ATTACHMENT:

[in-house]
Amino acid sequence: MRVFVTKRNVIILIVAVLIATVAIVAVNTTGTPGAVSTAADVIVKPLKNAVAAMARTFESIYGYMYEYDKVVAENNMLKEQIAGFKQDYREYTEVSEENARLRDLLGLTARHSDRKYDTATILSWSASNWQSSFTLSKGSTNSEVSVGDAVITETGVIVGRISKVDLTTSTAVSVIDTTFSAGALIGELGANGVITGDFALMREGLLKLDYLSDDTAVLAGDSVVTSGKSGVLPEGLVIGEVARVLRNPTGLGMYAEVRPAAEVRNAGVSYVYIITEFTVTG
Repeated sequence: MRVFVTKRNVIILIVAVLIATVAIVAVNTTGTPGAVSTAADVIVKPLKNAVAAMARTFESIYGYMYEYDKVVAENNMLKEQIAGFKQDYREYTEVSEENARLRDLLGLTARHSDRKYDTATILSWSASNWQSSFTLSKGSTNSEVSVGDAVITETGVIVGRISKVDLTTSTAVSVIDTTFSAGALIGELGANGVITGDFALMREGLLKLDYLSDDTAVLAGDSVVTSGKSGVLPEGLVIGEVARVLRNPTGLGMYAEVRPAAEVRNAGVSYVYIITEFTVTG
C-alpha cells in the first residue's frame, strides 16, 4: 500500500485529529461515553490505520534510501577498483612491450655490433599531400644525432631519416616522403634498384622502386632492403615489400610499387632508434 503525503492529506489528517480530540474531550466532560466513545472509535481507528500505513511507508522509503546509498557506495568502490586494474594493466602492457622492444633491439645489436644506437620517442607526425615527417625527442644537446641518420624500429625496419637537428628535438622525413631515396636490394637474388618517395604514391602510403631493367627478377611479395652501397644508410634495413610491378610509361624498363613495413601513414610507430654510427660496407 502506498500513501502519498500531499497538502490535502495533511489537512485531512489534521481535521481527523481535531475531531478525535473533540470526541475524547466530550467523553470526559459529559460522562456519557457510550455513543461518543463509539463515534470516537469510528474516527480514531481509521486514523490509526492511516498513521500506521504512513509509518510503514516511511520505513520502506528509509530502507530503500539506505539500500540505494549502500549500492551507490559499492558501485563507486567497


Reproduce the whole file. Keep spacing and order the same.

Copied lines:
[in-house]
Amino acid sequence: MRVFVTKRNVIILIVAVLIATVAIVAVNTTGTPGAVSTAADVIVKPLKNAVAAMARTFESIYGYMYEYDKVVAENNMLKEQIAGFKQDYREYTEVSEENARLRDLLGLTARHSDRKYDTATILSWSASNWQSSFTLSKGSTNSEVSVGDAVITETGVIVGRISKVDLTTSTAVSVIDTTFSAGALIGELGANGVITGDFALMREGLLKLDYLSDDTAVLAGDSVVTSGKSGVLPEGLVIGEVARVLRNPTGLGMYAEVRPAAEVRNAGVSYVYIITEFTVTG
Repeated sequence: MRVFVTKRNVIILIVAVLIATVAIVAVNTTGTPGAVSTAADVIVKPLKNAVAAMARTFESIYGYMYEYDKVVAENNMLKEQIAGFKQDYREYTEVSEENARLRDLLGLTARHSDRKYDTATILSWSASNWQSSFTLSKGSTNSEVSVGDAVITETGVIVGRISKVDLTTSTAVSVIDTTFSAGALIGELGANGVITGDFALMREGLLKLDYLSDDTAVLAGDSVVTSGKSGVLPEGLVIGEVARVLRNPTGLGMYAEVRPAAEVRNAGVSYVYIITEFTVTG
C-alpha cells in the first residue's frame, strides 16, 4: 500500500485529529461515553490505520534510501577498483612491450655490433599531400644525432631519416616522403634498384622502386632492403615489400610499387632508434 503525503492529506489528517480530540474531550466532560466513545472509535481507528500505513511507508522509503546509498557506495568502490586494474594493466602492457622492444633491439645489436644506437620517442607526425615527417625527442644537446641518420624500429625496419637537428628535438622525413631515396636490394637474388618517395604514391602510403631493367627478377611479395652501397644508410634495413610491378610509361624498363613495413601513414610507430654510427660496407 502506498500513501502519498500531499497538502490535502495533511489537512485531512489534521481535521481527523481535531475531531478525535473533540470526541475524547466530550467523553470526559459529559460522562456519557457510550455513543461518543463509539463515534470516537469510528474516527480514531481509521486514523490509526492511516498513521500506521504512513509509518510503514516511511520505513520502506528509509530502507530503500539506505539500500540505494549502500549500492551507490559499492558501485563507486567497